6 April 2019 | paul-allaer
Rich and nuanced character study
"Diane" (2018 release; 95 min.) brings the story of Diane. As the movie opens, we see her dozing off while visiting a family member in the hospital (whom we later learn is Donna, who is struck with cancer(. Diane then drops off some chicken at another family member in need. Then there is Brian, Diane's drug-addicted son who claims it's bronchitis. And on and on. Diane never seems to have time for herself. At this point we are 10 min. into the movie, but to tell you more of the plot would spoil your viewing experience, you'll just have to see for yourself how it all plays out.
Couple of comments: this is the fiction movie debut from writer-director Kent Jones, whose prior work was all in documentaries, including the excellent "Hitchcock/Truffaut" a few years ago. Here he brings the story of Diane and her family and friends, all doing the bet they can, in Pittsfield, Massachusetts. Even though there is the troubled son, it needs to be made clear that this is NOT a drug-addiction movie like the recent "Beautiful Boy" and "Ben Is Back". Brian's struggles are just a parallel story to many other struggles that we watch play out. At time this is a seemingly mundane people, but in the end we get a rich and nuanced character study that is deeply moving and affecting. Veteran actress Mary Kay Place shines in the title role.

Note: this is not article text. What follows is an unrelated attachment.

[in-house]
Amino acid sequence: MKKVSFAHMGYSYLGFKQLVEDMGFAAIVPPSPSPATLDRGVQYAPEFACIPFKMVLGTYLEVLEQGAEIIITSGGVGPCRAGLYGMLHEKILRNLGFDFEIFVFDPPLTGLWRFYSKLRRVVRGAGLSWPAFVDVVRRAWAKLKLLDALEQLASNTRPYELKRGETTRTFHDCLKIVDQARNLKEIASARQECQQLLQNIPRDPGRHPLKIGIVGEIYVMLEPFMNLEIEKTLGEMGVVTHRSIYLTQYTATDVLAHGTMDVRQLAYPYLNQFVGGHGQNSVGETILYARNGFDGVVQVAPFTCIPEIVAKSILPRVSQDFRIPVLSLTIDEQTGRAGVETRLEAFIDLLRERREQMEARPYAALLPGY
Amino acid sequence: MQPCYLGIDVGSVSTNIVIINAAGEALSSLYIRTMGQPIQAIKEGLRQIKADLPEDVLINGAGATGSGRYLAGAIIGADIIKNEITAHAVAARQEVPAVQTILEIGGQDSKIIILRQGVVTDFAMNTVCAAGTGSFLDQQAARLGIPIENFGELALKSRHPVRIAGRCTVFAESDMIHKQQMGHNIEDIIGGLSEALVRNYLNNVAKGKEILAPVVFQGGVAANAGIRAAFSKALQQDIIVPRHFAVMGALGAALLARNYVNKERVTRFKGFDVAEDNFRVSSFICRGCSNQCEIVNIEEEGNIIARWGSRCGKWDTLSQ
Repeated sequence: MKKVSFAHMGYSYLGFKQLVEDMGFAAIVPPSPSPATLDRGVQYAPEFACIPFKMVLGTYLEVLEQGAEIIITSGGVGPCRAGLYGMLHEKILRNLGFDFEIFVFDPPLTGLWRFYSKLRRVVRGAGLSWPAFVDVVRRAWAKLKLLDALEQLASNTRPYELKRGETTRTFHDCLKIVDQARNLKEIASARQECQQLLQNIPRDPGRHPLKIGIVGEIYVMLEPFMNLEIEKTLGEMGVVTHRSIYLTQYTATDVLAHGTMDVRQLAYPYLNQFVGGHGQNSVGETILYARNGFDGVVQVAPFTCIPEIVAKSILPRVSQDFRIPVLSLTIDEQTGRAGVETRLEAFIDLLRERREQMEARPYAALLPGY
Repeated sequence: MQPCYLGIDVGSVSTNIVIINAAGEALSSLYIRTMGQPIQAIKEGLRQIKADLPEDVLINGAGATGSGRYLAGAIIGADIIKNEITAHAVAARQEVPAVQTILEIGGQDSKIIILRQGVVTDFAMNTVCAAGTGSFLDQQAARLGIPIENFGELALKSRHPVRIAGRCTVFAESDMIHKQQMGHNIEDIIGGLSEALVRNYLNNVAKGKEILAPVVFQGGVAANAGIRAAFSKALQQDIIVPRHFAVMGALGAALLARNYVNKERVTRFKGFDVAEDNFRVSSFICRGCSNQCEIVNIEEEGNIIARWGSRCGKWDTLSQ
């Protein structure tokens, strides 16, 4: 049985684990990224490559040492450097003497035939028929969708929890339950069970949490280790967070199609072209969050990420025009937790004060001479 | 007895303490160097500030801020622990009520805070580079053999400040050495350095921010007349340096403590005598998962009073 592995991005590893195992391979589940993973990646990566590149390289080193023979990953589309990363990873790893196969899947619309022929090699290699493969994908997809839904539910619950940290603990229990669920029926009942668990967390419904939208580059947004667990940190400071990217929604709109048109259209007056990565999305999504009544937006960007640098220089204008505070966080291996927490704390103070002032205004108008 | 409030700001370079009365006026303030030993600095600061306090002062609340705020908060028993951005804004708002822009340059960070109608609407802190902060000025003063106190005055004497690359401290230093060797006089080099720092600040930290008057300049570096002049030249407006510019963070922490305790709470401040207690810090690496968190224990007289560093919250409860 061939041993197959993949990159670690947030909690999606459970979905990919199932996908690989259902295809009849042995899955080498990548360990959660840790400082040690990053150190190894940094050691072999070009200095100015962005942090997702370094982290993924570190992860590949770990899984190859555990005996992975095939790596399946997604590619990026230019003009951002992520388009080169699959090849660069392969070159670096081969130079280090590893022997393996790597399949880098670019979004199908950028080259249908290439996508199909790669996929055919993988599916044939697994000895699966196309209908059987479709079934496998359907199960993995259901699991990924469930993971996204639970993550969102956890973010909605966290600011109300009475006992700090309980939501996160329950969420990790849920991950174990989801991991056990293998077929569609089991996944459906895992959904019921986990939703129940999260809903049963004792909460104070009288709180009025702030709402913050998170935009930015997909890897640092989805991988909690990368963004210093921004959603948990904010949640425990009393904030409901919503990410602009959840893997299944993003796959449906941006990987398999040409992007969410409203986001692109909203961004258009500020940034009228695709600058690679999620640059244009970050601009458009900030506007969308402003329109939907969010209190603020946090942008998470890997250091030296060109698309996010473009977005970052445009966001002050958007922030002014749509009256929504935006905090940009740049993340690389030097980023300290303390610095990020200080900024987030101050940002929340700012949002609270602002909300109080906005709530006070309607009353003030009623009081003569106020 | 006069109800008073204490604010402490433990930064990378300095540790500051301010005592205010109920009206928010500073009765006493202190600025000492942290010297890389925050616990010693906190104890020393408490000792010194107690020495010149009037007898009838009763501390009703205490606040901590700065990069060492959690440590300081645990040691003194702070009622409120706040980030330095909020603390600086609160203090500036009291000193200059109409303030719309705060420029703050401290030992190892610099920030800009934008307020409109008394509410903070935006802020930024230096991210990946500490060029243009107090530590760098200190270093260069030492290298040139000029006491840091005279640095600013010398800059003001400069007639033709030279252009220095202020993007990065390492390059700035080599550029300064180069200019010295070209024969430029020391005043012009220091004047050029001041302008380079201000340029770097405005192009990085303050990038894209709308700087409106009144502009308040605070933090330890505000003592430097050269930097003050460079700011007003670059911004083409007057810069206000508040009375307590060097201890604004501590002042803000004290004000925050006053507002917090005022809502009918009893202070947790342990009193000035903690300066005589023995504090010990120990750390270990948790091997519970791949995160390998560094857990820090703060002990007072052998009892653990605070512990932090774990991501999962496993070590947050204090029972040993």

"Diane" premiered at last year's Tribeca film festival to positive acclaim. Now, a year later, it finally made its way to my art-house theater here in Cincinnati. The Saturday early evening screening where I saw this at was attended so-so (exactly 10 people, including myself). Maybe this movie can find a wider audience as it is released on other platforms. If you are in the mood for a rich and nuance character study of an "ordinary" woman, I'd readily recommend you check this out, be it in theater (if you can), on VOD, or eventually on DVD/Blu-ray.